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Opinion >  Guest Opinion

Lisa Brown: Divided We Fall

Lisa Brown

The situation in America today, with pipe bombs mailed to political figures, the shootings of Representatives Gabby Giffords and Steve Scalise, and the killing of journalists, here and abroad, should be a wake-up call for us to protect our democracy.

Leaders of all political parties must denounce violence and threats of violence as ways to address political differences, without qualification, without attempting to justify or rationalize, and without pointing fingers at our political opponents.

We should teach our children and remind each other that free speech, free assembly, and voting are how we resolve political differences in America. Doing that can help rebuild trust and bridge the toxic divides that plague our politics today.

All political leaders should reaffirm our support for the free press. President Trump was wrong to call the media the “enemy of the people,” and wrong to speak approvingly of physical violence against a journalist. A “body slam” could be metaphorical, but in this case, it was real, and nothing to joke about or condone.

As I stated in a recent social media post, I don’t always like or agree with what is written or broadcast, but the president’s suggestion that the media purposely spreads false information and that they are the source of the anger people often feel, is not only incorrect, but an attack on an important democratic institution.

I focus on the president not because he caused these divisions, but because leadership matters. I believe he is exploiting and capitalizing on these social and economic divisions. And by not working to heal them or promote unity, I see him, regardless of his policy positions, as part of the problem. The leadership void in the White House requires Congress to take on changing this toxic political climate.

I call on leaders in both political parties to take action to set a different tone. This means not only not succumbing to the rhetoric and obvious attempts to divide us, but resolving important issues like health care, immigration, and budgets, in a bipartisan way. The failure of this Congress and of my opponent to make meaningful progress on these issues that are important to Eastern Washington’s families and economy, is the main reason I left my position as WSU chancellor to run for Congress.

Though the current political climate is extremely worrisome, I know firsthand that it is not new. As a candidate and elected official, I have received numerous threats over the years. I have reported these threats, which began in 1992, when I was first labeled “Sandinista Lisa,” to the appropriate law enforcement officials. I’m sorry these threats are still present for all political figures in America, including me and my opponent.

I reject the use of slurs and name-calling, ridicule, profanity, “red-baiting” and demonization of political opponents as political tactics, because they are wrong, regardless of whether they contribute to or trigger violence. Our political discourse would be stronger if campaigns were conducted without these tactics.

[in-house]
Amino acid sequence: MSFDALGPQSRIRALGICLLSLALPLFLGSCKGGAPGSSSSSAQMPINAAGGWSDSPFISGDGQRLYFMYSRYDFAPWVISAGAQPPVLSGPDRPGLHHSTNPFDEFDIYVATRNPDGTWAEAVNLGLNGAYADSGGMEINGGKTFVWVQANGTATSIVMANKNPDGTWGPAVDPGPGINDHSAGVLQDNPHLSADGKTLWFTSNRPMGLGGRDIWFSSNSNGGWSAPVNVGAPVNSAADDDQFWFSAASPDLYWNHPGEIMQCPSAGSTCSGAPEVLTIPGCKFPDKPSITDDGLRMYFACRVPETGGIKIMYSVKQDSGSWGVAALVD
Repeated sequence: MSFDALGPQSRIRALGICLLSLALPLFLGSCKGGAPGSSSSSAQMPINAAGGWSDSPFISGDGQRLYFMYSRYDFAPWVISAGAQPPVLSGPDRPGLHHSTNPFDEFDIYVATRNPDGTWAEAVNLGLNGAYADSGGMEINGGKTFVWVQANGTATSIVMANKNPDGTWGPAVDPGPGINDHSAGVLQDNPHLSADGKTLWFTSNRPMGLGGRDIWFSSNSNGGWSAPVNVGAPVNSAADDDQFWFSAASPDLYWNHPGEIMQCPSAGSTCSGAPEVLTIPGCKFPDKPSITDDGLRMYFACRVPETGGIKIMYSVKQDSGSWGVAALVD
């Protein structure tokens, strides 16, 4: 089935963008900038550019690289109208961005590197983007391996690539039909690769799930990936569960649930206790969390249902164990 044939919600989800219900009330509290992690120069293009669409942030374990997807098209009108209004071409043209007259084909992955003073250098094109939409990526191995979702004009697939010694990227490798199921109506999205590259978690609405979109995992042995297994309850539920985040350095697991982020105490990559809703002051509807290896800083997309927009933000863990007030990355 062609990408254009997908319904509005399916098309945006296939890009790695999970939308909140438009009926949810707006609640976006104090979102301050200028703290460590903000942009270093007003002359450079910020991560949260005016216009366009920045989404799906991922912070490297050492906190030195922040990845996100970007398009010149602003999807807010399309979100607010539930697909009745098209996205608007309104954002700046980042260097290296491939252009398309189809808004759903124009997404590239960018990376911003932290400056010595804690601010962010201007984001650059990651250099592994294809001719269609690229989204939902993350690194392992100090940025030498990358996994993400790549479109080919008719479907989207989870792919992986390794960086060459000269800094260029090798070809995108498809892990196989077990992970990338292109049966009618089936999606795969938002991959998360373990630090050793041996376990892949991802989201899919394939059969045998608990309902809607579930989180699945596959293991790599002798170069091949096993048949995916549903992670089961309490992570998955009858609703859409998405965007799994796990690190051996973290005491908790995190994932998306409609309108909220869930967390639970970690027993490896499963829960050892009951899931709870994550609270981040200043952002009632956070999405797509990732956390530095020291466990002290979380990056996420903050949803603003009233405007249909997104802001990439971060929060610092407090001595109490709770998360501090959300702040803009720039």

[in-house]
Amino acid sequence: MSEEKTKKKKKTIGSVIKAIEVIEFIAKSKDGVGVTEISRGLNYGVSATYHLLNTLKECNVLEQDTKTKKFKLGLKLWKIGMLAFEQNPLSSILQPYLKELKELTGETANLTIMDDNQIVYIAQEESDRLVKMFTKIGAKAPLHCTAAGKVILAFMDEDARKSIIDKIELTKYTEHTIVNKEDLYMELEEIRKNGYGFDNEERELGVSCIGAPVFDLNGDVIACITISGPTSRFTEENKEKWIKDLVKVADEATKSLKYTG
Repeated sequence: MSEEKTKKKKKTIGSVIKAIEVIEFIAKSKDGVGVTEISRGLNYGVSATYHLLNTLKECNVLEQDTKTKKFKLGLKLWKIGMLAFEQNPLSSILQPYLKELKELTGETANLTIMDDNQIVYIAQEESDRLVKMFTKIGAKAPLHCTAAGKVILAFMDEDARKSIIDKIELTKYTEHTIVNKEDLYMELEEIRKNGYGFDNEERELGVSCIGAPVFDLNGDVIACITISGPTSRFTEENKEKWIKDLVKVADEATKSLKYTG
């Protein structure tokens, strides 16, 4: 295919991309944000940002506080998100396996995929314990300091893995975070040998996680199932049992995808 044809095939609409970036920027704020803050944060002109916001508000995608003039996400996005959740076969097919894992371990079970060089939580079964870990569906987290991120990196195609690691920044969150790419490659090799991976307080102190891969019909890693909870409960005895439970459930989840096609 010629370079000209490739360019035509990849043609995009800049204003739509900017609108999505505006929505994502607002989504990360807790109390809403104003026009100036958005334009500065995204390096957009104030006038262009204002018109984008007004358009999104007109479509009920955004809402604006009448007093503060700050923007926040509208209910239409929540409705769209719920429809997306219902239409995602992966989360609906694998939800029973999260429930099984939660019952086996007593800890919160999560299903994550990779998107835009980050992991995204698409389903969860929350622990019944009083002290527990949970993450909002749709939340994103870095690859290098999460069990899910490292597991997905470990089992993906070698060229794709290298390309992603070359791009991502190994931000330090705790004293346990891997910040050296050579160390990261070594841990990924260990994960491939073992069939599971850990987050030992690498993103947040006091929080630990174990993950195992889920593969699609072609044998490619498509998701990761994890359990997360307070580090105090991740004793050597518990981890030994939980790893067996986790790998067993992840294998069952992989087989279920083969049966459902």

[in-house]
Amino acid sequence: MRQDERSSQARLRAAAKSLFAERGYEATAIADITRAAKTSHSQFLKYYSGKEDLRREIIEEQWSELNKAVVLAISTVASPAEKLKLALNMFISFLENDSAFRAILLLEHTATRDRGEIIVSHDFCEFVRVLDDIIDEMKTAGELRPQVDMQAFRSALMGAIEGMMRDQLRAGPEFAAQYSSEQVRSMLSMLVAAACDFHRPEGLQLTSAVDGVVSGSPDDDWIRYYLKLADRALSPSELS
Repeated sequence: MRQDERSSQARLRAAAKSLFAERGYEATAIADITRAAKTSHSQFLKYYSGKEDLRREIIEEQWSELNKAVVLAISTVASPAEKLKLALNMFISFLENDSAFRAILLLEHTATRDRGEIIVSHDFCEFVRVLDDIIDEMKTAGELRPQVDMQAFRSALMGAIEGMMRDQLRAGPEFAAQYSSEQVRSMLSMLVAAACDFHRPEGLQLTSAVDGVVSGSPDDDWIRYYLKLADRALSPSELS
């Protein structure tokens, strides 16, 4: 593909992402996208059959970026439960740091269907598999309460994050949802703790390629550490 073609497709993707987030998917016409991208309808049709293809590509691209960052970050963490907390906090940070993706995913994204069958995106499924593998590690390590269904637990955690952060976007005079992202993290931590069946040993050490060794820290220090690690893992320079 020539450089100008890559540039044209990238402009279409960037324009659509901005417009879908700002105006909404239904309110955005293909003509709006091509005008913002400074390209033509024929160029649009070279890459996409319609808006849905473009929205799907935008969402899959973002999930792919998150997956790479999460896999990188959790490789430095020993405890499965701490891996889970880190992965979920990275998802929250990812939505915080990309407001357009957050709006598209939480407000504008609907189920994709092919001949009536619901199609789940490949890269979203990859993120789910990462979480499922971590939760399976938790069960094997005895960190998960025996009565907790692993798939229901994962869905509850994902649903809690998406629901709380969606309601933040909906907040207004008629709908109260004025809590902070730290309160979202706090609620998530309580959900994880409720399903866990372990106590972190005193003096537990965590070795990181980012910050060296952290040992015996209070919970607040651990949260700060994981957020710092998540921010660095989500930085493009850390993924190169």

I don’t believe we will improve our currently divided political environment by merely calling for civility, making superficial gestures of unity, or proposing rule-changes in Congress. Leaders in Congress can change things by first policing members of their own party who go outside the bounds of civility. Congressional leaders also need to walk their talk.

It’s easy to point to minor, uncontroversial bills as examples of bipartisanship. But the proof is in how we treat difficult problems.

Unfortunately, both parties have tried to pass major health care legislation in a partisan way. The Senate passed a bipartisan immigration bill in 2013 but majority House Republicans left it on the table. And this year, Congress left to campaign even though the farm bill expired. Since the current Congress isn’t getting the job done, voters can aid this process by sending the message this November that they want change.

I believe the root of the toxicity in the current political environment is connected to growing income inequality, and associated economic and social insecurity experienced by many Americans. And these trends are unfortunately exacerbated by policies of this Congress.

In Congress, I’ll work to reverse growing inequality with education and infrastructure investments that support rural and urban communities in Eastern Washington. I’ll safeguard Social Security, Medicare, and Medicaid, and I’ll promote equality in civil rights and opportunity for all Americans.

Above all, to improve trust, and bridge these divides, we need to tell the people the truth – the truth matters and trust is impossible without it.

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